algorithm, this may result in several updated offers as the algorithm, this may result in several updated offers as the
pairs selected for media change. An agent MAY delay sending pairs selected for media change. An agent MAY delay sending
the offer for a brief interval (one second is RECOMMENDED) in the offer for a brief interval (one second is RECOMMENDED) in
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case for implementations that are IPv4-only. case for implementations that are IPv4-only.
o If there is more than one pair per component: o If there is more than one pair per component:
* The agent MUST select a pair based on local policy. Since this * The agent MUST select a pair based on local policy. Since this
case only arises for IPv6, it is RECOMMENDED that an agent case only arises for IPv6, it is RECOMMENDED that an agent
follow the procedures of RFC 6724 [RFC6724] to select a single follow the procedures of RFC 6724 [RFC6724] to select a single
pair. pair.
* The agent adds the selected pair for each component to the * The agent adds the selected pair for each component to the
valid list. As described in Section 10.1, this will permit valid list. As described in Section 11.1, this will permit
media to begin flowing. However, it is possible (and in fact media to begin flowing. However, it is possible (and in fact
likely) that both agents have chosen different pairs. likely) that both agents have chosen different pairs.
* To reconcile this, the controlling agent MUST send an updated * To reconcile this, the controlling agent MUST send an updated
offer which will include the remote-candidates attribute. offer which will include the remote-candidates attribute.
* The agent MUST NOT update the state of ICE processing when the * The agent MUST NOT update the state of ICE processing when the
offer is sent. If this subsequent offer completes, the offer is sent. If this subsequent offer completes, the
controlling agent MUST change the state of ICE processing to controlling agent MUST change the state of ICE processing to
Completed for all media streams, and the state of ICE Completed for all media streams, and the state of ICE
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rules in this section describe when it is safe for an agent to cease rules in this section describe when it is safe for an agent to cease
sending or receiving checks on a candidate that was not selected by sending or receiving checks on a candidate that was not selected by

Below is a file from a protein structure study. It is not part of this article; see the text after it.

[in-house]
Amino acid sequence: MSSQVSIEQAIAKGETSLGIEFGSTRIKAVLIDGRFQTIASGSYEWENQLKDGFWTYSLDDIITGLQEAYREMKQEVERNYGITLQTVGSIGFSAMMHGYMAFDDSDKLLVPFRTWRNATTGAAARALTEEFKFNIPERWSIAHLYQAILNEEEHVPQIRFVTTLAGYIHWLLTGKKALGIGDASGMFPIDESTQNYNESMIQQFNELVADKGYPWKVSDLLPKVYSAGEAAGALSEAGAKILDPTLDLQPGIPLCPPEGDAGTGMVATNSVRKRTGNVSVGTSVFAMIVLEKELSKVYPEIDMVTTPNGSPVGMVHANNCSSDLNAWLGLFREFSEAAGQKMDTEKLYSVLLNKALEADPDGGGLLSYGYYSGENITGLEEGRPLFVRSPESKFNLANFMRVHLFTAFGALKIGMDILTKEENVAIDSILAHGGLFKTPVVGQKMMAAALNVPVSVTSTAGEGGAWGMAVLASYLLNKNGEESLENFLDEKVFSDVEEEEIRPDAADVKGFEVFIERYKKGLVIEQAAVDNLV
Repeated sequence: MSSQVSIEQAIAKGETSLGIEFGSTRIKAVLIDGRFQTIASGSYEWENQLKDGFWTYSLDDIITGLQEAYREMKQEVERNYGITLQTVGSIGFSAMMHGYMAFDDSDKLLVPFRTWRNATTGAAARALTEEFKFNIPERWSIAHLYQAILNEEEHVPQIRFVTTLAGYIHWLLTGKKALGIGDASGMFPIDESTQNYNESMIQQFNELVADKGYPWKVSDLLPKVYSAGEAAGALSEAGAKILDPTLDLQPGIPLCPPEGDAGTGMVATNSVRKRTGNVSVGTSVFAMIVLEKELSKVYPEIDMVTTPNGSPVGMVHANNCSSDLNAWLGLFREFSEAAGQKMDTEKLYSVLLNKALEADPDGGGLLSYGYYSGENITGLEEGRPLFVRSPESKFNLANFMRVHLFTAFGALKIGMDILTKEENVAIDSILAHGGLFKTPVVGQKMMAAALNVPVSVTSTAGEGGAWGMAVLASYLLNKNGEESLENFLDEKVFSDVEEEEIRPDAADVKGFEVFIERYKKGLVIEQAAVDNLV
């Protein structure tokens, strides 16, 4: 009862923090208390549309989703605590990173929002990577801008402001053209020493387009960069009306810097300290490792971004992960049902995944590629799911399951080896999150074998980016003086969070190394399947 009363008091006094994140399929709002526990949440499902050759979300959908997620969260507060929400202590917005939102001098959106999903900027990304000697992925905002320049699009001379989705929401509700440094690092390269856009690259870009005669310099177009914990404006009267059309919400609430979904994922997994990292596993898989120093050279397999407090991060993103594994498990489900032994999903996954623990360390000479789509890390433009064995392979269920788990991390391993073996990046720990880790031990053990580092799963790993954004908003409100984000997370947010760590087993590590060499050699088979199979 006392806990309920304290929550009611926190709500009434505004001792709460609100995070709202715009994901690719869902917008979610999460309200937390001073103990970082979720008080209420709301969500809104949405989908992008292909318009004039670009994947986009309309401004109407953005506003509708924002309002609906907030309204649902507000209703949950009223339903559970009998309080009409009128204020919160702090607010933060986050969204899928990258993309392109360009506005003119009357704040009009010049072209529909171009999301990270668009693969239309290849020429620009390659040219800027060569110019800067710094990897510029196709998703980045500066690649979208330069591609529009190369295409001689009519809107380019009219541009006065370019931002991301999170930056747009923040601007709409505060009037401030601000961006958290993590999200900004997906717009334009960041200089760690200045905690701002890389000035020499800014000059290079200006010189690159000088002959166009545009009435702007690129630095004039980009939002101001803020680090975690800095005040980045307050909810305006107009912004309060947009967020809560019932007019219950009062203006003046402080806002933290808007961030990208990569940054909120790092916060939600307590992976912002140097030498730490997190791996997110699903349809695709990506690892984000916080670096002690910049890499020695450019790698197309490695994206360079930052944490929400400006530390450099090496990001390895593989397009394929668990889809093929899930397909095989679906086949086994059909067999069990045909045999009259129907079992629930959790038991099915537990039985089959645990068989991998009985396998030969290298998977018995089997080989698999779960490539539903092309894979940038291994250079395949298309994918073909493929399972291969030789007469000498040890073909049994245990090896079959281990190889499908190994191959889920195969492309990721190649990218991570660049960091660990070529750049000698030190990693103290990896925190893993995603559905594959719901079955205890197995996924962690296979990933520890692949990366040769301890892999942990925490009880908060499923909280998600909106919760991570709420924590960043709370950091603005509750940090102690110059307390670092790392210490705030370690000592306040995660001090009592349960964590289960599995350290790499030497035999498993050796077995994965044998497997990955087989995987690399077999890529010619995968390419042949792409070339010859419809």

ICE, and then free the candidate. ICE, and then free the candidate.
8.3.2. Lite Implementation Procedures 8.3.2. Lite Implementation Procedures
A lite implementation MAY free candidates not selected by ICE as soon A lite implementation MAY free candidates not selected by ICE as soon
as ICE processing has reached the Completed state for all peers for as ICE processing has reached the Completed state for all peers for
all media streams using those candidates. all media streams using those candidates.
9. Keepalives 9. ICE Restarts
An agent MAY restart ICE processing for an existing media stream. An
ICE restart, as the name implies, will cause all previous states of
ICE processing to be flushed and checks to start anew. The only
difference between an ICE restart and a brand new media session is
that, during the restart, media can continue to be sent to the
previously validated pair.
An agent MUST restart ICE for a media stream if:
o The offer is being generated for the purposes of changing the
target of the media stream. In other words, if an agent wants to
generate an updated offer that, had ICE not been in use, would
result in a new value for the destination of a media component.
o An agent is changing its implementation level. This typically
only happens in third party call control use cases, where the
entity performing the signaling is not the entity receiving the
media, and it has changed the target of media mid-session to
another entity that has a different ICE implementation.
To restart ICE, an agent MUST change both the password and the user
name fragment for the media stream in an offer. The set of
candidates in the new offer MAY include some, none, or all of the
previous candidates for that stream and MAY include a totally new set
of candidates
10. Keepalives
All endpoints MUST send keepalives for each media session. These All endpoints MUST send keepalives for each media session. These
keepalives serve the purpose of keeping NAT bindings alive for the keepalives serve the purpose of keeping NAT bindings alive for the
media session. These keepalives MUST be sent even if ICE is not media session. These keepalives MUST be sent even if ICE is not
being utilized for the session at all. The keepalive SHOULD be sent being utilized for the session at all. The keepalive SHOULD be sent